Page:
Article Text


Nutrition interventions for children aged less than 5 years following natural disasters: a systematic review protocol
  1. Pranil Man Singh Pradhan,
  2. Rolina Dhital,
  3. Huma Subhani
  1. Department of Community Health Sciences, Patan Academy of Health Sciences, Lalitpur, Nepal
  1. Correspondence to Dr Pranil Man Singh Pradhan; pranil.pradhan{at}


Introduction Malnutrition among children is a serious public health problem in the aftermath of any natural disaster. We will review the various nutrition interventions for children aged <5 years in countries where natural disasters occurred and analyse the effect on nutrition-related outcomes.

Methods and analysis We will conduct a systematic review on nutrition intervention studies following natural disasters that were published between January 2000 and December 2015. Study selection will follow the Preferred Reporting Items for Systematic Reviews and Meta-Analyses (PRISMA) guidelines. The Cochrane Risk of Bias (RoB) tool will be used for randomised controlled trials and Risk of Bias Assessment for Non-Randomized Studies (RoBANS) will be used for non-randomised studies. The quality of evidence will be assessed using Grading of Recommendations Assessment, Development, and Evaluation (GRADE) guidelines. If sufficient data are available, we will conduct meta-analyses to establish the relationship between nutrition interventions and nutrition outcome indicators. All statistical analyses will be performed using Review Manager (Rev Man) V.5.3 for Windows. Heterogeneity of the data will be tested using the standard χ2 test. A fixed-effect model will be used for the studies with high heterogeneity (p value>0.10, I2≤50%). For dichotomous and continuous data, relative risk (RR) and mean difference with 95% CI will be used respectively. Subgroup analysis will be performed for studies with low heterogeneity (p value ≤0.10). We will use Z score with the level of significance set at p value <0.05 to test the total effect. Funnel plots will be used to detect publication bias.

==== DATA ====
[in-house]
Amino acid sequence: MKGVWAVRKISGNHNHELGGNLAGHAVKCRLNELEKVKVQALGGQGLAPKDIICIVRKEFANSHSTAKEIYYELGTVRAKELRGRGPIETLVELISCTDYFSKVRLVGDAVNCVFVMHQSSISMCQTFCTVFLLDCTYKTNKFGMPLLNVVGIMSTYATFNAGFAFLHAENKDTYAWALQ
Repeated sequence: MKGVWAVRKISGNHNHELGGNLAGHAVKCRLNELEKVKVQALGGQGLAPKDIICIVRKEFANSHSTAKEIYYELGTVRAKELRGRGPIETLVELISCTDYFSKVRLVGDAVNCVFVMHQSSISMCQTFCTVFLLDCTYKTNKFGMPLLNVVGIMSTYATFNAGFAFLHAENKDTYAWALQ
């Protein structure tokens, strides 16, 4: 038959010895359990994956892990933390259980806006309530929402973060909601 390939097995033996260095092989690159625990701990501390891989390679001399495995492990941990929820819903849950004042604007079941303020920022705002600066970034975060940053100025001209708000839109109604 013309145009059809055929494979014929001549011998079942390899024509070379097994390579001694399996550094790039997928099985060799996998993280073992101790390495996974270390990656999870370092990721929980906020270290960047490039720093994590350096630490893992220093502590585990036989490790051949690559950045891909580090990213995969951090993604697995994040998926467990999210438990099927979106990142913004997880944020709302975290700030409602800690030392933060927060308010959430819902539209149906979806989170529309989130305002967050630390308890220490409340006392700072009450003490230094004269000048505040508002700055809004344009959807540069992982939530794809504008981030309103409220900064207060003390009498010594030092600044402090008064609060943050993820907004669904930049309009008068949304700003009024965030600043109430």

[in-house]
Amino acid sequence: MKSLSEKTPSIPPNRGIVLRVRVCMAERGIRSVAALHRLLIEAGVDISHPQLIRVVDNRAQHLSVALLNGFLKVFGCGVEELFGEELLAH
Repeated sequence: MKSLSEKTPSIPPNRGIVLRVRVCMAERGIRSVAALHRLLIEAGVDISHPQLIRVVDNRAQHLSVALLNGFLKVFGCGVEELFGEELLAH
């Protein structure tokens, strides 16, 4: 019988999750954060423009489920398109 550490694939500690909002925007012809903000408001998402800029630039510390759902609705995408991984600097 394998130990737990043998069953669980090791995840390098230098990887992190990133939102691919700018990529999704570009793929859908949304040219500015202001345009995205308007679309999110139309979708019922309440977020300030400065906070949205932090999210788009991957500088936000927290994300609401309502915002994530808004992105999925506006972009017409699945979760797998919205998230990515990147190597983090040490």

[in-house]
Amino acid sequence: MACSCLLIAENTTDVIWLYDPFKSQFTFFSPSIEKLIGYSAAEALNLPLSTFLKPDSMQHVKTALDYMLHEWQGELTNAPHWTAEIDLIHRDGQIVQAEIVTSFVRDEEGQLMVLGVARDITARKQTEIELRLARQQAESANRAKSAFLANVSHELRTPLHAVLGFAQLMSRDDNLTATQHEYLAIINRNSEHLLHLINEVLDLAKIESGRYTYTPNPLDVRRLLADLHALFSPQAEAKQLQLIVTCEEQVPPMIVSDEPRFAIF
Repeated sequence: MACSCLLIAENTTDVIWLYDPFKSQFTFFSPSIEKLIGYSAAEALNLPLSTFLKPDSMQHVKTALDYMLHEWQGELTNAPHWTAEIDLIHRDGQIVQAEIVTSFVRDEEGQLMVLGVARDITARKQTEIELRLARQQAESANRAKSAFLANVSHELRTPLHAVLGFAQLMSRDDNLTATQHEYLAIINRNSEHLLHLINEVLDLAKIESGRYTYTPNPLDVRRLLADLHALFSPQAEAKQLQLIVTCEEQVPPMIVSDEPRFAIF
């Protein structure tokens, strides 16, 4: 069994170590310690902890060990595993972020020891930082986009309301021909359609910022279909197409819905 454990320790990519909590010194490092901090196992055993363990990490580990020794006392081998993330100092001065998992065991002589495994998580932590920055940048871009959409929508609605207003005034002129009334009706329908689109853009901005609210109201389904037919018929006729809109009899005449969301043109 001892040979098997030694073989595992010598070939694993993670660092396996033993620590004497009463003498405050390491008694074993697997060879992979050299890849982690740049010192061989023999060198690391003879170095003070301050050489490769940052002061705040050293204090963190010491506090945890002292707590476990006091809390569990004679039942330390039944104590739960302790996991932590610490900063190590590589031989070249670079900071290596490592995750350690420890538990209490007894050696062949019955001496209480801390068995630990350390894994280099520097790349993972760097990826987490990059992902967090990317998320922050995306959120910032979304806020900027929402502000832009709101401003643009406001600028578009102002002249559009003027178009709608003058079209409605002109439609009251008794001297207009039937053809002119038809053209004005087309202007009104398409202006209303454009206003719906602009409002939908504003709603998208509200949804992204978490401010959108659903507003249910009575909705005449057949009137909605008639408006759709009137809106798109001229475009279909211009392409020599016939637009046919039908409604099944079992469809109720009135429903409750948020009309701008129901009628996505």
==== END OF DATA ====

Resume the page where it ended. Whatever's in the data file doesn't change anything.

Ethics and dissemination As primary data will not be collected, formal ethical approval will not be required. The results will be disseminated by publication in peer-reviewed journals, conference presentations and the media.

Registration details International Prospective Register for Systematic Reviews (PROSPERO) number CRD42015023243 was registered on 1 June 2015.

  • natural disasters
  • under five children
  • nutritional intervention
  • stunting
  • wasting

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Strengths and limitations of this study

  • The study will be relevant to the current circumstances where natural disasters have put the nutrition status of children at risk.

  • It will provide current evidence on effectiveness of nutrition interventions for children aged <5 years following natural disasters.

  • Quality studies with comparable outcomes may not be available for meta-analysis.

  • Inclusion of studies published only in the English language may lead to language bias.


Natural disasters occur frequently in developed as well as developing countries. In the past 15 years, we have witnessed many natural disasters such as the Gujarat earthquake in 2001, the European heat wave in 2003, the Indian Ocean earthquake and tsunami in 2004, the Kashmir earthquake in 2005, Cyclone Nargis in 2008, the Wenchuan earthquake in 2008, and the Haiti earthquake in 2010.1 Recently, a devastating earthquake of magnitude 7.8 struck Nepal on 25 April 2015. Natural disasters can result in the deaths of a large number of people and cause significant economic damage. In addition to the immediate impact of natural disasters, the affected populations are susceptible to indirect long-term health issues. People affected by natural disasters are likely to be in a state of psychological stress and fatigue. Moreover, substandard sanitation, inadequate water supplies and poor hygiene make the affected people prone to various diseases.2 This, coupled with various compounding factors, such as interruption in food supply and restricted health access, can prove detrimental to vulnerable populations, especially children.3 ,4